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Home > Blog > Packing Part 5: travel gadgets

Packing Part 5: travel gadgets

21st century backpacking, no matter how light you profess to pack, usually entails bringing along a few gadgets, if only your digital camera. Add to that a laptop computer, MP3 player, mobile phone and all their related cables, chargers, adapters, batteries and you can easily end up with several kilos of expensive gear.

Whether or not these gadgets are necessary or even useful to you, only time on the road will tell. It’s a good idea to seriously think through how you will safely use, carry, store, recharge and backup whatever devices you bring along on your adventure. Do you really need a laptop, or can you make do with the services in internet cafes ? If you have to bring a mobile phone, can it double as an MP3 player?

Research what kind of plug adapters or current converter you will need before leaving home. You don’t want to land in a foreign country and not be able to charge your iPod or Laptop. At the end of this article, you’ll find a link a great site which explains electrical standards around the world.

Budget accommodation may not always have secure storage for your valuable electronics. This means carrying a day bag full of gadgets every time you step out. A real pain in the royal backpack if you ask me. So, if you have any doubts, leave the gadget(s) at home.

Most travel insurance policies don’t cover expensive gear like laptops and cameras. Check your policy before you leave and ask about purchasing extra coverage for your more valuable electronics.

Need some extra padding for your camera or other gadgets? Consider using a padded lunch bag. You know the kind, with the shiny insulated interior and shoulder strap. Cheaper than a specialty camera bag and inconspicuous as well. The smaller ones fit well on the bottom on most smaller backpacks. Doubles as a picnic bag too!

One of my favorite travel hacks is making use of those plastic food containers littering your kitchen cupboards. They’re perfect for keeping all those cables, batteries, adapters and other little pieces nice and tidy. Makes a perfect first aid box as well. I like the kind with a snap lid which stays shut even when rattling around in your day bag. Pick a size that fits in your backpack without bulging out.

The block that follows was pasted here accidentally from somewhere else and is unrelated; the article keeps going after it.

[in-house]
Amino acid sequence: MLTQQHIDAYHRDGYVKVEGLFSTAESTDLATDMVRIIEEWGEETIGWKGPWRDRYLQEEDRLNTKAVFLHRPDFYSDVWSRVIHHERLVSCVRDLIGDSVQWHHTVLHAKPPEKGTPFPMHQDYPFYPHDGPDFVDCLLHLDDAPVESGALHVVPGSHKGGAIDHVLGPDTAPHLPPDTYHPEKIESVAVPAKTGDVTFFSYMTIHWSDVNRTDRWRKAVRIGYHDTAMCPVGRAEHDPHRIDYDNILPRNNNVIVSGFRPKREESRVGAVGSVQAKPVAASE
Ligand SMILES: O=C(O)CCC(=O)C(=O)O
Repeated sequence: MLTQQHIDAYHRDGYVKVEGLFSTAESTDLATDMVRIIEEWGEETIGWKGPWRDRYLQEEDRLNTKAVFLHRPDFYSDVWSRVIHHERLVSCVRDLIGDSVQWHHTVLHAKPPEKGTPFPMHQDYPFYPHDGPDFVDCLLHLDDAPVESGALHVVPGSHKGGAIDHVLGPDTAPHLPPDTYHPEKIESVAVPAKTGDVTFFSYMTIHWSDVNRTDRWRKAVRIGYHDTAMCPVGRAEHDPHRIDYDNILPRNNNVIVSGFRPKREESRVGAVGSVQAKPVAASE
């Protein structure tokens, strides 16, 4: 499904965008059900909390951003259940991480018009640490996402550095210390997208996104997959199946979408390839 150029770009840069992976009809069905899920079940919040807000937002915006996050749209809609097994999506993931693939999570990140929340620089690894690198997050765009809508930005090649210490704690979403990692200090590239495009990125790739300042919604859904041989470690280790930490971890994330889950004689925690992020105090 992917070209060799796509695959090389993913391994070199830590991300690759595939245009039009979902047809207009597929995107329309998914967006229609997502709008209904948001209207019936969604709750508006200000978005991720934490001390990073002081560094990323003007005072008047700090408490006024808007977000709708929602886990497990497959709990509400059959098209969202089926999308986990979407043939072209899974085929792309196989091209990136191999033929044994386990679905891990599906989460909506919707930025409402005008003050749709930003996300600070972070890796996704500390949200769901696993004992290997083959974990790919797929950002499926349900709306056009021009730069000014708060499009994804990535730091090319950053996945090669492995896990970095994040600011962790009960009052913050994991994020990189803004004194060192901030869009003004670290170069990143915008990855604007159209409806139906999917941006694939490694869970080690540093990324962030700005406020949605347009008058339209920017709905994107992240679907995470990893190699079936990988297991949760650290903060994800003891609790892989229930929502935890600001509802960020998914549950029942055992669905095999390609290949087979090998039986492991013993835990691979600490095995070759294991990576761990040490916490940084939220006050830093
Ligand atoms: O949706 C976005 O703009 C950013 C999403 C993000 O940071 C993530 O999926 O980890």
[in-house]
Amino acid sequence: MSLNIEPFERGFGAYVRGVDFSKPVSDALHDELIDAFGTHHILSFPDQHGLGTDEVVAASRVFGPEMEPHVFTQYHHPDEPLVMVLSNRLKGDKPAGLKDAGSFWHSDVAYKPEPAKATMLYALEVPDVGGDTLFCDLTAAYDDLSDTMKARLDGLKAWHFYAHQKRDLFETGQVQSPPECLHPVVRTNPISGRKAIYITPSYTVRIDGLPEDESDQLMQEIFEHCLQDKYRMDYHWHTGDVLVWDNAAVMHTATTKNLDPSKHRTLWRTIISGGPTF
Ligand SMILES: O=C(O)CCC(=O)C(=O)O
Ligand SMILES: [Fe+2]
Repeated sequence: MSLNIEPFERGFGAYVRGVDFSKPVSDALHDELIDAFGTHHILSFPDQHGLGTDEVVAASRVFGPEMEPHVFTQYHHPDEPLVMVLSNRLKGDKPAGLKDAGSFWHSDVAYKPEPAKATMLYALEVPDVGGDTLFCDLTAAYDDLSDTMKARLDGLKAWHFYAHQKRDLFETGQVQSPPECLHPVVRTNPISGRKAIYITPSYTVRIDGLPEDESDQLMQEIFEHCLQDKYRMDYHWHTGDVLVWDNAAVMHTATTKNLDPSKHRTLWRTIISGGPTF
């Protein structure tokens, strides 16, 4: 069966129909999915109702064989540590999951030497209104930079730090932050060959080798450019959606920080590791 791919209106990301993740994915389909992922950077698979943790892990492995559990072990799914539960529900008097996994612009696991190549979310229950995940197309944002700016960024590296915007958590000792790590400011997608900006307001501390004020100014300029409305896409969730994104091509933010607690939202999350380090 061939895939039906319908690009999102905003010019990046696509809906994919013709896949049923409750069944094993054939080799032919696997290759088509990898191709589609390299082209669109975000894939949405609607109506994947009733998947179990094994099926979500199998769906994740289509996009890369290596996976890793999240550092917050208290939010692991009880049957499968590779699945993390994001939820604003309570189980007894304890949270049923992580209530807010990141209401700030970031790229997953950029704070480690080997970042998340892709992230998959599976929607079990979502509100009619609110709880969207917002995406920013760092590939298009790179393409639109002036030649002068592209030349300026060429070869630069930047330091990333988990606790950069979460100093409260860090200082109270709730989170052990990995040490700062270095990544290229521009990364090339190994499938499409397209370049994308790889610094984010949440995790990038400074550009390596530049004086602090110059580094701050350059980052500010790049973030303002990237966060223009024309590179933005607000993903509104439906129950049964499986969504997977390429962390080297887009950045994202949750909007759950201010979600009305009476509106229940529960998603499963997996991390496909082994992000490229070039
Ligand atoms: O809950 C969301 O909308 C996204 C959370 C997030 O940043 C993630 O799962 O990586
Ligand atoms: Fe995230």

Digital camera: regardless of the kind of battery your camera runs on, rechargeable battery pack or AA’s, make sure you have spare batteries on hand. Extra memory cards are as important as the spare batteries. Have a couple of spare cards so you’re not stuck lowering the resolution of your photos just to save space.

There are several options for backing up your photos, including bringing a laptop computer. Most internet cafes, even in the developing world, will let you (for a price) download photos from your camera and back them up on cd/dvd, USB key or even a portable hard drive. Make sure to pack your camera-to-pc cable, though many places will have memory card readers available. Pack some blank cd’s or dvd’s. Buying these locally, especially just one at a time can cost a fortune. Backing up your photos online is not a viable option unless you have access to a fast and reliable internet connection. Photo sharing sites, at least the ones with free membership, normally have restrictive upload limits. Fine for posting a few photos but not very useful for photo backup purposes.

MP3 players have become ubiquitous on the backpackers’ circuit these past few years. It seems like even the most frugal, penny pinching backpackers carry iPods. It can be nice to phase out for a while and disconnect by just slipping on some earphones. Listening to music, your favorite podcast or audio book can also help you through a bout of travel blues. Some MP3 players like the iPod Touch can also connect to wifi networks to surf the web, check email and even make calls using VoIP. Even most cheaper MP3 players have the capacity to store a few hundred tunes which is more than enough for a few hours of entertainment.